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No time to probe bogus voters, says East End’s returning officer

PUBLISHED: 13:19 05 May 2010 | UPDATED: 15:57 05 October 2010

THE deputy returning officer for the Bethnal Green & Bow constituency in East London, which has been hit with allegations of voting fraud, has admitted there isn’t enough time to check last minute registrations. The 11-day deadline before May 6 was not early enough to investigate suspicious registrations, the Tower Hamlets Deputy returning Officer claims

By Mike Brooke

THE deputy returning officer for the Bethnal Green & Bow constituency in East London, which has been hit with allegations of voting fraud, has admitted there isn't enough time to check last minute registrations.

The 11-day deadline before May 6 was not early enough to allow time to investigate suspicious registrations, Tower Hamlets Deputy returning Officer Isabella Freeman has told one of the parties in an exchange of emails.

"The difficulties many boroughs are facing is down to last minute registration and the close of the Register 11 days before the poll," she has told Respect's George Galloway.

"This does not allow the time to put names on the register and investigate any suspicious registrations.

"If the date for registration for postal votes was to close 10 days before the close of the register, then the Registration officer could check the names, carry out an investigation and delete some names if necessary."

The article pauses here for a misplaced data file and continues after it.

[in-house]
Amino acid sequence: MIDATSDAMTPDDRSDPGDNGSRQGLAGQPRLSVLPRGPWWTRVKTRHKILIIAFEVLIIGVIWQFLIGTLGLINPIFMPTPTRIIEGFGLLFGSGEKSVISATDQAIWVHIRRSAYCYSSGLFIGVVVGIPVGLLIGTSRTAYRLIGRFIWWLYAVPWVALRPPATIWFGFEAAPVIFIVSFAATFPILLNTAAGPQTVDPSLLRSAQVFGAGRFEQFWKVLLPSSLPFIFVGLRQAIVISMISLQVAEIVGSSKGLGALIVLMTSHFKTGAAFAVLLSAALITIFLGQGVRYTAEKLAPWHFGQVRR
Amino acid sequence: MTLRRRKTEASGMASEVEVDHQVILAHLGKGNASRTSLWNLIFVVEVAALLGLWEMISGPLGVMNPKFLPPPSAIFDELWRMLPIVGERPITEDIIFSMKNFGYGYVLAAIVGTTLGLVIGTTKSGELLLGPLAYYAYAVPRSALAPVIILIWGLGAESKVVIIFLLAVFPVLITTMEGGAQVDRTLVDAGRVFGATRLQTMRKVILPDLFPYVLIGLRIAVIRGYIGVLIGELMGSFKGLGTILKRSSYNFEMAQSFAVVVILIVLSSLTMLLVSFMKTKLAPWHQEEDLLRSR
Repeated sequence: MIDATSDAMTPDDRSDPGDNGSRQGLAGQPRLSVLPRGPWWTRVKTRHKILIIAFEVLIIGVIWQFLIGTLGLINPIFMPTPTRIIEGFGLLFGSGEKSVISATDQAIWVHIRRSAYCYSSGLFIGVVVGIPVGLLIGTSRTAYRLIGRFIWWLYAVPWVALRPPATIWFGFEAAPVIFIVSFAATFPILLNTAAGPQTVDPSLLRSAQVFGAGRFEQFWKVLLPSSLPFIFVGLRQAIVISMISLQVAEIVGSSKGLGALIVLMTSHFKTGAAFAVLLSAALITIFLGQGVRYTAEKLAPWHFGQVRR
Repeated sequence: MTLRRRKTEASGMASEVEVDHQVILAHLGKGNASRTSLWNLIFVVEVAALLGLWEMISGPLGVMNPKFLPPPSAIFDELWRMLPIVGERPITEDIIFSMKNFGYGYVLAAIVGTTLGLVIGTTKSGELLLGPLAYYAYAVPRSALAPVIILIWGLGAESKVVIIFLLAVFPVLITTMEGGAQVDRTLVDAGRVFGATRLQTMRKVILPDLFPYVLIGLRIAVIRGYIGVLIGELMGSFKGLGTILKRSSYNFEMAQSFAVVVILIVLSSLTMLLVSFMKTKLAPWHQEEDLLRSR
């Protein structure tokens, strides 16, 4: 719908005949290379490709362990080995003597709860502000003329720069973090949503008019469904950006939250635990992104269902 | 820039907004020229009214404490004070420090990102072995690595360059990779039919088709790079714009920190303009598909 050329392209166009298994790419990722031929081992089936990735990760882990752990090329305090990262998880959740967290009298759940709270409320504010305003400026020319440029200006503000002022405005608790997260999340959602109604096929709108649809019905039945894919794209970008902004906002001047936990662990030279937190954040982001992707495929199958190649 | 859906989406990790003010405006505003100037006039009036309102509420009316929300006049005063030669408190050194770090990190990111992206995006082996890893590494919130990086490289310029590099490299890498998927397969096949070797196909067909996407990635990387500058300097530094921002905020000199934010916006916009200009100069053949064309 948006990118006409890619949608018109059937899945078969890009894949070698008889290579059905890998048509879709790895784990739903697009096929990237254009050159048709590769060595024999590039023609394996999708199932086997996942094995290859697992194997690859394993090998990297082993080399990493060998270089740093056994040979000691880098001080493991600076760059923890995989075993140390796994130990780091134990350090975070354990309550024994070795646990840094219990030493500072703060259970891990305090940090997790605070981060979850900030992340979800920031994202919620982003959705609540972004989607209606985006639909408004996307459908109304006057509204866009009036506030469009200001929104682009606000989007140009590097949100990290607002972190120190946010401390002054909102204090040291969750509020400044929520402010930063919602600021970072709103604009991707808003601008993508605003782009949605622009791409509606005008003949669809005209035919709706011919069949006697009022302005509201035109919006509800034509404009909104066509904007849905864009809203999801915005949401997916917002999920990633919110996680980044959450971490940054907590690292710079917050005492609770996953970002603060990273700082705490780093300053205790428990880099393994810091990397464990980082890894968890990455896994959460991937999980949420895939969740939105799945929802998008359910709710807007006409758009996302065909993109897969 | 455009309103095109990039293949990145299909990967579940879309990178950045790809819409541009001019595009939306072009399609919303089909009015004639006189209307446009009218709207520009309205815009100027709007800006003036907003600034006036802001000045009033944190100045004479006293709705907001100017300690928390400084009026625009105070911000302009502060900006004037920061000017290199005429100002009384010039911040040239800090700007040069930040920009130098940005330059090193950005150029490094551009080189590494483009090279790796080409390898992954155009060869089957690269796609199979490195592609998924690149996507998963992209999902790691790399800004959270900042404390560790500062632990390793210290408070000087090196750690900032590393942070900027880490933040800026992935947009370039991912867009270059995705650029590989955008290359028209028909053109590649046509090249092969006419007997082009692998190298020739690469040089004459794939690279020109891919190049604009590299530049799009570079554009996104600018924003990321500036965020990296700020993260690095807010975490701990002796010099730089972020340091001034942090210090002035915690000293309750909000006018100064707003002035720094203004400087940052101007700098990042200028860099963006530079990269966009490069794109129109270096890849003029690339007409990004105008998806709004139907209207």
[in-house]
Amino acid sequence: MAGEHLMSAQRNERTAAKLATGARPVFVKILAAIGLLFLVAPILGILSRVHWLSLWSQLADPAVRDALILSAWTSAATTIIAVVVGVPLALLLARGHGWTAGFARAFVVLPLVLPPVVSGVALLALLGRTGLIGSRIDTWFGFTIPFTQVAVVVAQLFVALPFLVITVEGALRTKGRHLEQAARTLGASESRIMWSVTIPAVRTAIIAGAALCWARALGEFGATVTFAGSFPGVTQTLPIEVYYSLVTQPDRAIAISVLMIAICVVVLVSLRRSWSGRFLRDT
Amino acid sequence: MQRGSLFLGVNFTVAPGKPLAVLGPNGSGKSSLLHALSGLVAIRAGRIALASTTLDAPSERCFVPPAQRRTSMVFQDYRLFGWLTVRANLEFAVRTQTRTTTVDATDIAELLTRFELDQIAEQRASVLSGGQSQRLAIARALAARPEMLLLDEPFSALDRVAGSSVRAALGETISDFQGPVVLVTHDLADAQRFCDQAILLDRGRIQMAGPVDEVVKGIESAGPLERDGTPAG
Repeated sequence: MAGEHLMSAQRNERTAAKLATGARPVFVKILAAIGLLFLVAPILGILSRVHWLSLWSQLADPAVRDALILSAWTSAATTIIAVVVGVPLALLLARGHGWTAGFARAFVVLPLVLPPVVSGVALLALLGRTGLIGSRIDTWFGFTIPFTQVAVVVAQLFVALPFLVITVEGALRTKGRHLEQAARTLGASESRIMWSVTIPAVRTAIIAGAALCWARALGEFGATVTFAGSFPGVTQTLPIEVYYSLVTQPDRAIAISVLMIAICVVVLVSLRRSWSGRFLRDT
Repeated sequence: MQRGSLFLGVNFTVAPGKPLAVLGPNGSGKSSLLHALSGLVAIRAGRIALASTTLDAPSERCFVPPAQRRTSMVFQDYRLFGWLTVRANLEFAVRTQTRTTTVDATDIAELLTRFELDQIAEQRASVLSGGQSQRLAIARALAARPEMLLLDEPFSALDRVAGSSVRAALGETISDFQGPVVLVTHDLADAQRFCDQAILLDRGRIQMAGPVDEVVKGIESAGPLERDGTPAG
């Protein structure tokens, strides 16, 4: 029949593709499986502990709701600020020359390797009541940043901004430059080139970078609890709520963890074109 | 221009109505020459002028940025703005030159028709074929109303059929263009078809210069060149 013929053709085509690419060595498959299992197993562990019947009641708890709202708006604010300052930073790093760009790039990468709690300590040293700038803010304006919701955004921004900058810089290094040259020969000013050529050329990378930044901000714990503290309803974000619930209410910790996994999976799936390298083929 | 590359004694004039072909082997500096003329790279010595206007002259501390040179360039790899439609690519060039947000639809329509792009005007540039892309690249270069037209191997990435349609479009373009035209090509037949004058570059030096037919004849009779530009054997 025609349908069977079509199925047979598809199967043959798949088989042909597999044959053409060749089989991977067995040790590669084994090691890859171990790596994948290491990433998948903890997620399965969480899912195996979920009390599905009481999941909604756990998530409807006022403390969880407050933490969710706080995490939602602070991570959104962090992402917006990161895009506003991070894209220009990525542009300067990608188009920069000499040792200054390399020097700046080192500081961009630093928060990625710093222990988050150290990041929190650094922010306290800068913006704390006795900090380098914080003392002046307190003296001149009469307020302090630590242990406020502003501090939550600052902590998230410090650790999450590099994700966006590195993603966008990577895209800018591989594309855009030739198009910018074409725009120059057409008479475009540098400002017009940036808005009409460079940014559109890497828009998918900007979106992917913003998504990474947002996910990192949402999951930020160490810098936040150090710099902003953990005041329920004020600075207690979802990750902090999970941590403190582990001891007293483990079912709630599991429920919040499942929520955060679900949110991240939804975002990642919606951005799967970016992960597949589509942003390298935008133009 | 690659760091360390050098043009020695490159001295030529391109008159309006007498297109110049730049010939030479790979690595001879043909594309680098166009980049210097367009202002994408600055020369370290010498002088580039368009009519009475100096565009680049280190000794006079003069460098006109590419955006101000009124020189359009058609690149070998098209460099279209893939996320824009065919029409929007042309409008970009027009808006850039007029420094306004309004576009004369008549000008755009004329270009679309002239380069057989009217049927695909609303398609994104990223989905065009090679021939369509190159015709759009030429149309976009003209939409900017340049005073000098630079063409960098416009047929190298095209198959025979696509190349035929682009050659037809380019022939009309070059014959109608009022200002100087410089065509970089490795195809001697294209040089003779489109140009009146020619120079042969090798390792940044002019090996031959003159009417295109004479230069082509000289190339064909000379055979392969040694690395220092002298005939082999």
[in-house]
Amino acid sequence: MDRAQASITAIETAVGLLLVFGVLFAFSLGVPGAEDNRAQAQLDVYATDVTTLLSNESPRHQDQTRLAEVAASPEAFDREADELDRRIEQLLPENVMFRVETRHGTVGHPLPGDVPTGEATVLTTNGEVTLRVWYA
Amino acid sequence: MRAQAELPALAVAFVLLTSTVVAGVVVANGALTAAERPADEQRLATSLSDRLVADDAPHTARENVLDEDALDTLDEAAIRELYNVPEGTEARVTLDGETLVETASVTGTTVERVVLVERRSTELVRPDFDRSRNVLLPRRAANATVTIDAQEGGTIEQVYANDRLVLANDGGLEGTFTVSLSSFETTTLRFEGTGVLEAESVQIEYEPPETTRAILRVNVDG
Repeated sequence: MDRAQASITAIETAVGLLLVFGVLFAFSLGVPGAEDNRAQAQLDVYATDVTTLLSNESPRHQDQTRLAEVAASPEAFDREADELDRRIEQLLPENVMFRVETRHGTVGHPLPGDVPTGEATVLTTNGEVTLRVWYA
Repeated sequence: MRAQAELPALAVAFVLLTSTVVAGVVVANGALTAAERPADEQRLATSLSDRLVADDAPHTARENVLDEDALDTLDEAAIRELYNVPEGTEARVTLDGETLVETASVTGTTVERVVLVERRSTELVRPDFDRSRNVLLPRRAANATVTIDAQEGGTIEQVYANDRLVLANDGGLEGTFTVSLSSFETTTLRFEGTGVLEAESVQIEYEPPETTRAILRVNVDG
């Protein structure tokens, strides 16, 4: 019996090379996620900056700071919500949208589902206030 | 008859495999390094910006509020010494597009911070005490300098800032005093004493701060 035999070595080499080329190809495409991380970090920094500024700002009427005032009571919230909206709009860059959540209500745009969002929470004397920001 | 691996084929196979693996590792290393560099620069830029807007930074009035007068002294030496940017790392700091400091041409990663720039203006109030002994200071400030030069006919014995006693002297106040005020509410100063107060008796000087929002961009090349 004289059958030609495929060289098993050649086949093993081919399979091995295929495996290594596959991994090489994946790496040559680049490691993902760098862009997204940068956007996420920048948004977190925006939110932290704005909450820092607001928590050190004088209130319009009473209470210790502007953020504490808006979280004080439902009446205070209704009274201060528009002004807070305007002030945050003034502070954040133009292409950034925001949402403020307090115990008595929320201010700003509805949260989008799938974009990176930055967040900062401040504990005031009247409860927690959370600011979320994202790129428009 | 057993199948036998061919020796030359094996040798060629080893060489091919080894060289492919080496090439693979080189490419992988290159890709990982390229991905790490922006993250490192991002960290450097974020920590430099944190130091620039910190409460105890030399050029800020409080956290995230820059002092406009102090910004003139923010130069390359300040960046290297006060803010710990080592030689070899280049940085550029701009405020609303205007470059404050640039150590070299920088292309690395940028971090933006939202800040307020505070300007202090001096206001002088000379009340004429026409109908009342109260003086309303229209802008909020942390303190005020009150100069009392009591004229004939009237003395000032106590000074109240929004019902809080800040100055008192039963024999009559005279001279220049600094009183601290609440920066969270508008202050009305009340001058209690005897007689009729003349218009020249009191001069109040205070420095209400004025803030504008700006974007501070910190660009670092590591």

But Mr Galloway, who is standing in neighbouring Poplar & Limehouse, accuses the Town Hall of failing to act in time when he told the local authority about frauds he said at the time were being carried out "on an industrial scale."

He has responded to Ms Freeman saying: "You were in a position to try to deter the crimes that have undermined elections here.

"I urged you to use the council's propaganda paper 'East End Life' to warn of the penalties of voting fraud.

But the only paper to do so was the East London Advertiser."

He has learned that checks on households of more than eight were carried out and 141 'ghost' voters were deregistered as a result, he points out.

"You would not have done this had you not feared voter fraud," Galloway adds. "Yet you failed to publicise this detection exercise which might have deterred a considerable amount of the voter fraud."

Mr Galloway has called on the Metropolitan Police Commissioner for a full criminal investigation of what he says is "a massive vote rigging operation.

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